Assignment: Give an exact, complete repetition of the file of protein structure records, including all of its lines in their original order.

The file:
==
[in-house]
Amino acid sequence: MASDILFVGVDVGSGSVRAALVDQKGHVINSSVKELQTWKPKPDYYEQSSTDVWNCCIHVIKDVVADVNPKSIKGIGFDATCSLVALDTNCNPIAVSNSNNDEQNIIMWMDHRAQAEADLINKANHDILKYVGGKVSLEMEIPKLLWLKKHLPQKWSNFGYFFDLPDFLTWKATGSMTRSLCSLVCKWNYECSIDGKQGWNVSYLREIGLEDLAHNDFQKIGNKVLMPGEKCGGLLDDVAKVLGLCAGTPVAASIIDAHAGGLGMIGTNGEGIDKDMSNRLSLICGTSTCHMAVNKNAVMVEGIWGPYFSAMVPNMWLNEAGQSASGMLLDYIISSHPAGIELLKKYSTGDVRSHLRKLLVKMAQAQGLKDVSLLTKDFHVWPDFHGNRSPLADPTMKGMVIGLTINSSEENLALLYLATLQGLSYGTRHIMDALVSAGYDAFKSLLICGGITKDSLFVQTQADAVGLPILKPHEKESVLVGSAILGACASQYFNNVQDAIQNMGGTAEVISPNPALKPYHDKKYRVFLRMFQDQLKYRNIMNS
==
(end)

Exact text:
[in-house]
Amino acid sequence: MASDILFVGVDVGSGSVRAALVDQKGHVINSSVKELQTWKPKPDYYEQSSTDVWNCCIHVIKDVVADVNPKSIKGIGFDATCSLVALDTNCNPIAVSNSNNDEQNIIMWMDHRAQAEADLINKANHDILKYVGGKVSLEMEIPKLLWLKKHLPQKWSNFGYFFDLPDFLTWKATGSMTRSLCSLVCKWNYECSIDGKQGWNVSYLREIGLEDLAHNDFQKIGNKVLMPGEKCGGLLDDVAKVLGLCAGTPVAASIIDAHAGGLGMIGTNGEGIDKDMSNRLSLICGTSTCHMAVNKNAVMVEGIWGPYFSAMVPNMWLNEAGQSASGMLLDYIISSHPAGIELLKKYSTGDVRSHLRKLLVKMAQAQGLKDVSLLTKDFHVWPDFHGNRSPLADPTMKGMVIGLTINSSEENLALLYLATLQGLSYGTRHIMDALVSAGYDAFKSLLICGGITKDSLFVQTQADAVGLPILKPHEKESVLVGSAILGACASQYFNNVQDAIQNMGGTAEVISPNPALKPYHDKKYRVFLRMFQDQLKYRNIMNS